Capture the Moment

1 Response

  1. Jim Young says:

    Regarding the failure of the “General Offensive,” there was an even bigger failure of the “General Uprising,” especially in Saigon (from what the few of us saw), but also seemingly far less successful everywhere else they expected it to support the General Offensive.

    Our little group of 7 or so non-combatants was one of two small groups that went into Saigon during Tet 68 (to pick up our own guys stuck in town) and was led by an Air Force SSgt that had been a Marine serving in Cyprus (and Lebanon) in the late 50s or early 60s. He had us watching the reactions of the locals, and pointed out that those terrified people that would peek out of the windows were all afraid of us, but weren’t looking anywhere else but at us. A good sign he said, that it was unlikely for VC to be in the immediate area. He said the main thing we had to do was avoid getting between the VC trying to get out and reform. We were minimally armed, equipped, trained, or experienced enough to risk forcing even small groups of more experienced and desperate VC to fight us in an attempt to escape.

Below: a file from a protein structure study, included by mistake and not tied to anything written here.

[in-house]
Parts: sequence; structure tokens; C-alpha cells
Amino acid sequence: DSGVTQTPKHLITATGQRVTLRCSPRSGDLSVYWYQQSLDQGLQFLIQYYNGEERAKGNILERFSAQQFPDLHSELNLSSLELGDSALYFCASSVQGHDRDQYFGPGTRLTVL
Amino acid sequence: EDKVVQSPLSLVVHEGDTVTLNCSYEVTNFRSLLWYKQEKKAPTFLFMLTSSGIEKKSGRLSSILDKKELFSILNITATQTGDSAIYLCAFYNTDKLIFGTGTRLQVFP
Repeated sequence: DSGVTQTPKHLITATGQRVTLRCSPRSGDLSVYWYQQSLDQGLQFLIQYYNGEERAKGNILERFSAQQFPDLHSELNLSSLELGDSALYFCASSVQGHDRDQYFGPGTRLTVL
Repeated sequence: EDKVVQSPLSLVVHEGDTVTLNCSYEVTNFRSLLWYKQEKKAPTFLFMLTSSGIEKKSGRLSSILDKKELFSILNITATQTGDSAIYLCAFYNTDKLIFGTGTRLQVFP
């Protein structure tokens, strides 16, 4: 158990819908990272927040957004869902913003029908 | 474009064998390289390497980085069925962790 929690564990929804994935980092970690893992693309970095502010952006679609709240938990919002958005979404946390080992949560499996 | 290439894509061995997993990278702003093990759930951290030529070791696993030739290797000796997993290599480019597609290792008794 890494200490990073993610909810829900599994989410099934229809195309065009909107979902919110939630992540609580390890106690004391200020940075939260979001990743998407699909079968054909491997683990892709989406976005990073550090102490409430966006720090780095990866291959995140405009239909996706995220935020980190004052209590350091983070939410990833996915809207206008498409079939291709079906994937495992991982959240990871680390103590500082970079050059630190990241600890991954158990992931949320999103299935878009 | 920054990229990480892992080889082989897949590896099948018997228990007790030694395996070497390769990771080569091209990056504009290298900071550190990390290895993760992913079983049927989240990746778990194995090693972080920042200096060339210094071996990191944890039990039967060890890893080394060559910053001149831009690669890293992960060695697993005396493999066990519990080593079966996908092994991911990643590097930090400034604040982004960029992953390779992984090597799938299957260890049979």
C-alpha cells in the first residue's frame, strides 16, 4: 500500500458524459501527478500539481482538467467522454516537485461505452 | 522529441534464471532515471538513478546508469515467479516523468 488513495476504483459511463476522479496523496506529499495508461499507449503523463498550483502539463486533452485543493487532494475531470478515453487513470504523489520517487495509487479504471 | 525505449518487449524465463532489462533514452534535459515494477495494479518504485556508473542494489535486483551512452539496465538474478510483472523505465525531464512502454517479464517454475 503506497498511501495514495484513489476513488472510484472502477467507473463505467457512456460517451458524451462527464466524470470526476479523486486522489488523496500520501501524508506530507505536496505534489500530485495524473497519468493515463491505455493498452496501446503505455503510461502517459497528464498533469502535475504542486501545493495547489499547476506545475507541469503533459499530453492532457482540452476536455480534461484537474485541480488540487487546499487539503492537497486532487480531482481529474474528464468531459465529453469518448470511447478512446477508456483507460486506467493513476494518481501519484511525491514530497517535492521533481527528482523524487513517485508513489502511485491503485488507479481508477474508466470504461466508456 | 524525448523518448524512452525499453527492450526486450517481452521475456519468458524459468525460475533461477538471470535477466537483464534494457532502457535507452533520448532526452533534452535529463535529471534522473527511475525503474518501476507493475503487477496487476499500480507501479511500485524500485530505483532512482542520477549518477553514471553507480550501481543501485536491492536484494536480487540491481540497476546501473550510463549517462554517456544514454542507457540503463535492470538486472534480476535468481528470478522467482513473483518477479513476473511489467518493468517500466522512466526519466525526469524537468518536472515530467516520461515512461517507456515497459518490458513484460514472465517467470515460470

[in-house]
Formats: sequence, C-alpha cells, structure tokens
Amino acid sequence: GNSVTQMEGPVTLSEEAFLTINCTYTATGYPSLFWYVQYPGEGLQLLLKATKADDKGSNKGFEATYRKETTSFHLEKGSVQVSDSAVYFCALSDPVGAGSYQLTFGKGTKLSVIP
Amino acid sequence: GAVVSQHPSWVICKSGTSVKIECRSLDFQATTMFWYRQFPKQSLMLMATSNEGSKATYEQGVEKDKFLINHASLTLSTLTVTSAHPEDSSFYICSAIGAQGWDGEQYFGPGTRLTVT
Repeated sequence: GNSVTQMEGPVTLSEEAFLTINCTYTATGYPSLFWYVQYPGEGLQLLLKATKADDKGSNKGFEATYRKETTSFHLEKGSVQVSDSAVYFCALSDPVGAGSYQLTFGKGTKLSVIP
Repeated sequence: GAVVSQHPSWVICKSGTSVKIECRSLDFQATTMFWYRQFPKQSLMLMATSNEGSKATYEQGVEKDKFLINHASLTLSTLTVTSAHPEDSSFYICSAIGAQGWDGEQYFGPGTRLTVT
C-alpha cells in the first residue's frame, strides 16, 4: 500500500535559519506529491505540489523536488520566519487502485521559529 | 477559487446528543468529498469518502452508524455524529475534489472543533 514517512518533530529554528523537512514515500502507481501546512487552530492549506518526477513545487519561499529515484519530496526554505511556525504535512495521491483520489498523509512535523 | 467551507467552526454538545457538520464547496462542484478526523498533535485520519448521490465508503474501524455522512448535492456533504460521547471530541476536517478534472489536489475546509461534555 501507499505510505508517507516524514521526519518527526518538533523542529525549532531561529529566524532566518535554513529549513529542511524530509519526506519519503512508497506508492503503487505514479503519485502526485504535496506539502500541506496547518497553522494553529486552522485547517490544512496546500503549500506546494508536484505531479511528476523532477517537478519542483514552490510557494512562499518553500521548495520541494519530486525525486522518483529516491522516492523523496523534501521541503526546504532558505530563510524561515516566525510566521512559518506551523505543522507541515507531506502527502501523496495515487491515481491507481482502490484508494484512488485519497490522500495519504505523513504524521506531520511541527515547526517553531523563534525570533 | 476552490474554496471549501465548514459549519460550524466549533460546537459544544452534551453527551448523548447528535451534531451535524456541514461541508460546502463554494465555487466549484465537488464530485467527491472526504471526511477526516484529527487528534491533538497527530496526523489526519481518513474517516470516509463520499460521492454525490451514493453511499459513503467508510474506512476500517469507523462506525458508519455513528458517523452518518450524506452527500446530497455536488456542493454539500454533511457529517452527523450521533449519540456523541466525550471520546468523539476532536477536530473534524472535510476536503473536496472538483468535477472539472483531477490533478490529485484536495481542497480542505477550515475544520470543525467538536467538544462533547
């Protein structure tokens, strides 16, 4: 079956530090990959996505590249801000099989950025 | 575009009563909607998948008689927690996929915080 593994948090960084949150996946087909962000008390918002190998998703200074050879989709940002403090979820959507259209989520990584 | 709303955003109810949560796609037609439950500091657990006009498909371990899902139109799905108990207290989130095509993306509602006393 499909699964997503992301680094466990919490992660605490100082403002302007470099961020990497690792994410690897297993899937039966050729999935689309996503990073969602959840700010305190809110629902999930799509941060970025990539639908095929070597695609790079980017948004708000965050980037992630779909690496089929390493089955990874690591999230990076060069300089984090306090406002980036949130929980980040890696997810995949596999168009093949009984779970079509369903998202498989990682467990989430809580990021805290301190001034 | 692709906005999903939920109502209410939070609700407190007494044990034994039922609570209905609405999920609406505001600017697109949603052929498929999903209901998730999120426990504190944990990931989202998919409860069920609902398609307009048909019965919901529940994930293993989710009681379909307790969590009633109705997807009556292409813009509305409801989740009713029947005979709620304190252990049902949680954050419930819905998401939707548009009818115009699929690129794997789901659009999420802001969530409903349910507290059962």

Our priority was getting our guy back to the air base, and we grew very confident even on the way in, more so on the way out. The former Marine SSgt probably had a better sense of what was going on and how to interpret information he could gather informally from Intel and USAID contacts he seemed to cultivate. I don’t remember if I heard the specific term, “General Uprising,” from him at that time, but his evaluation of the people they expected to join them failing to do so that day has withstood all tests of time for me.

    Points I haven’t tested as much:

    I believe the Communist hard liners were worse than all the Imperialist Capitalist hard liners on our side. Both tried to force their versions of ideal governments on the people stuck in the middle (though both made poor choices, Le Duan for the most powerful leader in the north, and Diem in the south, when Uncle Ho was the real people’s most moderate choice).

    I do believe our far less than perfect efforts did at least result in us being among the most welcome nationalities in Vietnam once the dust settled a decade after the war ended, and that all of the major countries became more moderate, though not as moderate as many of us would still like. I had traveled around 60,000 miles, all over Vietnam and Thailand to 61 bases and camps that I could recall, and used to ask Vietnamese what they thought every chance I got. One family I had helped by stopping a drunk soldier chasing one of the daughters, gave me a Mot Dong note, the paper version of one Piaster, worth 1/87,000th of a penny last time I checked. Our Intel guys told me it was used as a secret form of recognition by VC, but a USAID worker (with 7 years in country) told me it was really more of a safe conduct pass for people trusted by most of the people stuck in the middle though nominally on one side or the other.

    I like to think I sensed some of what I think Doug Ramsey learned after he was captured.